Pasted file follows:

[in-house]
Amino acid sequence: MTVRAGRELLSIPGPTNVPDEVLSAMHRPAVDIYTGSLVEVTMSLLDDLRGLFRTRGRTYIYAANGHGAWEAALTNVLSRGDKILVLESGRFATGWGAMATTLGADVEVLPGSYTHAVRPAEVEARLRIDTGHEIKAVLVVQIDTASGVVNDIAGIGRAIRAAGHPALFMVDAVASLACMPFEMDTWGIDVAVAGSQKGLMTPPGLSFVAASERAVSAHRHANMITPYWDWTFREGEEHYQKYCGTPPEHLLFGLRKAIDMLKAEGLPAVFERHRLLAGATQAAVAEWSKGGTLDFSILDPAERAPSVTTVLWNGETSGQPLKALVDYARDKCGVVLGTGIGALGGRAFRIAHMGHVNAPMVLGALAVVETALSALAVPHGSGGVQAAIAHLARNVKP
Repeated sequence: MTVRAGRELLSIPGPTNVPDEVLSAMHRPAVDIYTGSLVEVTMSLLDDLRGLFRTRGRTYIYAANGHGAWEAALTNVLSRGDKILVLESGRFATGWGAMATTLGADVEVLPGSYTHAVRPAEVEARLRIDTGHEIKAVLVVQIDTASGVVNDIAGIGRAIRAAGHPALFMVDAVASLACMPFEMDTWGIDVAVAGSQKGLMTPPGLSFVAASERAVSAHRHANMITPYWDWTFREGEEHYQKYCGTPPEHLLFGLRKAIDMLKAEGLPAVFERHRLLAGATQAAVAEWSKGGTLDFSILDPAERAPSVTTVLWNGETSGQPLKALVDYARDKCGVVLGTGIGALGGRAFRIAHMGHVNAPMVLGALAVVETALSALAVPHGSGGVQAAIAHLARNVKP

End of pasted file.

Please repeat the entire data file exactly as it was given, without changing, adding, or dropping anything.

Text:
[in-house]
Amino acid sequence: MTVRAGRELLSIPGPTNVPDEVLSAMHRPAVDIYTGSLVEVTMSLLDDLRGLFRTRGRTYIYAANGHGAWEAALTNVLSRGDKILVLESGRFATGWGAMATTLGADVEVLPGSYTHAVRPAEVEARLRIDTGHEIKAVLVVQIDTASGVVNDIAGIGRAIRAAGHPALFMVDAVASLACMPFEMDTWGIDVAVAGSQKGLMTPPGLSFVAASERAVSAHRHANMITPYWDWTFREGEEHYQKYCGTPPEHLLFGLRKAIDMLKAEGLPAVFERHRLLAGATQAAVAEWSKGGTLDFSILDPAERAPSVTTVLWNGETSGQPLKALVDYARDKCGVVLGTGIGALGGRAFRIAHMGHVNAPMVLGALAVVETALSALAVPHGSGGVQAAIAHLARNVKP
Repeated sequence: MTVRAGRELLSIPGPTNVPDEVLSAMHRPAVDIYTGSLVEVTMSLLDDLRGLFRTRGRTYIYAANGHGAWEAALTNVLSRGDKILVLESGRFATGWGAMATTLGADVEVLPGSYTHAVRPAEVEARLRIDTGHEIKAVLVVQIDTASGVVNDIAGIGRAIRAAGHPALFMVDAVASLACMPFEMDTWGIDVAVAGSQKGLMTPPGLSFVAASERAVSAHRHANMITPYWDWTFREGEEHYQKYCGTPPEHLLFGLRKAIDMLKAEGLPAVFERHRLLAGATQAAVAEWSKGGTLDFSILDPAERAPSVTTVLWNGETSGQPLKALVDYARDKCGVVLGTGIGALGGRAFRIAHMGHVNAPMVLGALAVVETALSALAVPHGSGGVQAAIAHLARNVKP